December 2, 2022 | By:

Episode 99: Stephen Pyne On Humanity’s Evolving Relationship With Fire

Leaf Litter Stephen Pyne Pyrocene


Stephen Pyne, Author of “The Pyrocene: How we created an age of fire and what happens next”


Stephen Pyne became interested in fire as a result of 15 seasons on a fire crew, the North Rim Longshots, at Grand Canyon National Park.  He has written a gamut of fire-themed books, among them national fire histories for America, Australia, Canada, Europe (including Russia), Mexico (pending), and the Earth overall, culminating in The Pyrocene: How We Created an Age of Fire, and What Happens Next.  Other works include How the Canyon Became Grand, The Ice: A Journey to Antarctica, Voyager, and The Great Ages of Discovery: How Western Civilization Learned About a Wider World.  Presently, he is a writer, urban farmer, and emeritus professor at Arizona State University. Stephen holds a BA in English from Stanford University, and an MA and PHD in American Civilization from the University of Texas, Austin. He is currently writing a fire history of Mexico.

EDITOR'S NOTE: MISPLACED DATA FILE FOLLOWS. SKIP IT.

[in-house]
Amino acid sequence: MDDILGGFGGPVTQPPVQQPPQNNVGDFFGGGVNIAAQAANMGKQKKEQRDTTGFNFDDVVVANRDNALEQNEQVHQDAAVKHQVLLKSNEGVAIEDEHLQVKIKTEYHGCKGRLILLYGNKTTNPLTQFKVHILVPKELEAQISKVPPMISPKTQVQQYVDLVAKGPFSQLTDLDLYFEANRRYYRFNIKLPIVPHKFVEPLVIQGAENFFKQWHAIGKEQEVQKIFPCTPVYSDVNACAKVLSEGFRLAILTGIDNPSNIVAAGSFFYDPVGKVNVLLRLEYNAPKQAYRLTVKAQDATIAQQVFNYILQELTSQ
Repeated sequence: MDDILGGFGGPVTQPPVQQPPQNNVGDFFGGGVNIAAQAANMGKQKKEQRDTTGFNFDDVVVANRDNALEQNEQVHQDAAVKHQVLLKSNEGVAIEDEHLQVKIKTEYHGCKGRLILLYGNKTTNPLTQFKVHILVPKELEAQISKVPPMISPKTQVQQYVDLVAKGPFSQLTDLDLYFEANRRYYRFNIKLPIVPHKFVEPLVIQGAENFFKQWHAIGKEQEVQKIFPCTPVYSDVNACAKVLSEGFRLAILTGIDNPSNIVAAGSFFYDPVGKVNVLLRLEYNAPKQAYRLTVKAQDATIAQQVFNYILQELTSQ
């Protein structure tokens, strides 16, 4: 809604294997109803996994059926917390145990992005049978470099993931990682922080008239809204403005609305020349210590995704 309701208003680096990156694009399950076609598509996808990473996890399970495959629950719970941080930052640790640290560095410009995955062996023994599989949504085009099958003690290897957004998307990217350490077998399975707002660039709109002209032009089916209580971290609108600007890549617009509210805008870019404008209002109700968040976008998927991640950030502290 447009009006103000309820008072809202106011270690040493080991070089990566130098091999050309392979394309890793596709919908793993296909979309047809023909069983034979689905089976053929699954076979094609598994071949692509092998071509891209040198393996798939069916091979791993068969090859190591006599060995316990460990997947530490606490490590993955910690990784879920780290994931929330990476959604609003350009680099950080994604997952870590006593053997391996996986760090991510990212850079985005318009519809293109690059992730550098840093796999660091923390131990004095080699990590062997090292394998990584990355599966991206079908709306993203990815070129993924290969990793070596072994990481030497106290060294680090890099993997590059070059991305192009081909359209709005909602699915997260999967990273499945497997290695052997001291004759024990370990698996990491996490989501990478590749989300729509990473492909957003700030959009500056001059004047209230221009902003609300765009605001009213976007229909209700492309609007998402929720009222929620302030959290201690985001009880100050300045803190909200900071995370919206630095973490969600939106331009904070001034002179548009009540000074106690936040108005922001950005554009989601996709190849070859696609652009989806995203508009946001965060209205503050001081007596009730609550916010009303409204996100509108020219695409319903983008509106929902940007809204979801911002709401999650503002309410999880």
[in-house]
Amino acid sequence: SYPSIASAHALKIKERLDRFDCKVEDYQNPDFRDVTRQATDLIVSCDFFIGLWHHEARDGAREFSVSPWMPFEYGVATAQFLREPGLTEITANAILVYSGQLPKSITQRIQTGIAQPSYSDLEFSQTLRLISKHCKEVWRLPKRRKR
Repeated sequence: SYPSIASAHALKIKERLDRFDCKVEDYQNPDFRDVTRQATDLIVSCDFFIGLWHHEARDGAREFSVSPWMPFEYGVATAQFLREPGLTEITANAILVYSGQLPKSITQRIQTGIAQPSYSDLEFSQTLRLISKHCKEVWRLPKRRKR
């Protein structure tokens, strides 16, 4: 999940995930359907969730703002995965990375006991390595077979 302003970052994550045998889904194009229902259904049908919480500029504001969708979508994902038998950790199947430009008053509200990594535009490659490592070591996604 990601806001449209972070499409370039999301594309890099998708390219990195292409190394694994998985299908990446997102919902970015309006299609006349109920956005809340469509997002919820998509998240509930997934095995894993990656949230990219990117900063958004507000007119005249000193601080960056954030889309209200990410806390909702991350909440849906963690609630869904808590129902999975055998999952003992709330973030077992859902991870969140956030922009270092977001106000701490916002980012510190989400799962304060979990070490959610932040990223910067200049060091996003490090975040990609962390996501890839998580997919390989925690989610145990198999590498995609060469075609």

• What if Bison could start fires?
  • How humans created the age of fire.
  • In the beginning there was lightning. (Or was it fuel?)
  • When did humanity really start turning on the afterburners on fire and climate change?
  • How human use of fire affects the oceans.
  • Good wildfires vs bad wildfires.
  • The illusion that we have control over large, intense fires.
  • The wildland/urban fire relationship at the center of all fire policy and mistakes.
  • Dealing with the huge fire deficit on wild landscapes.
Extra Credit
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“We didn’t start the fire
It was always burning
Since the world’s been turning
We didn’t start the fire
No, we didn’t light it
But we tried to fight it”
~Billy Joel

Episode 99 Transcript (PDF)

Spread Rewilding Around the Globe!
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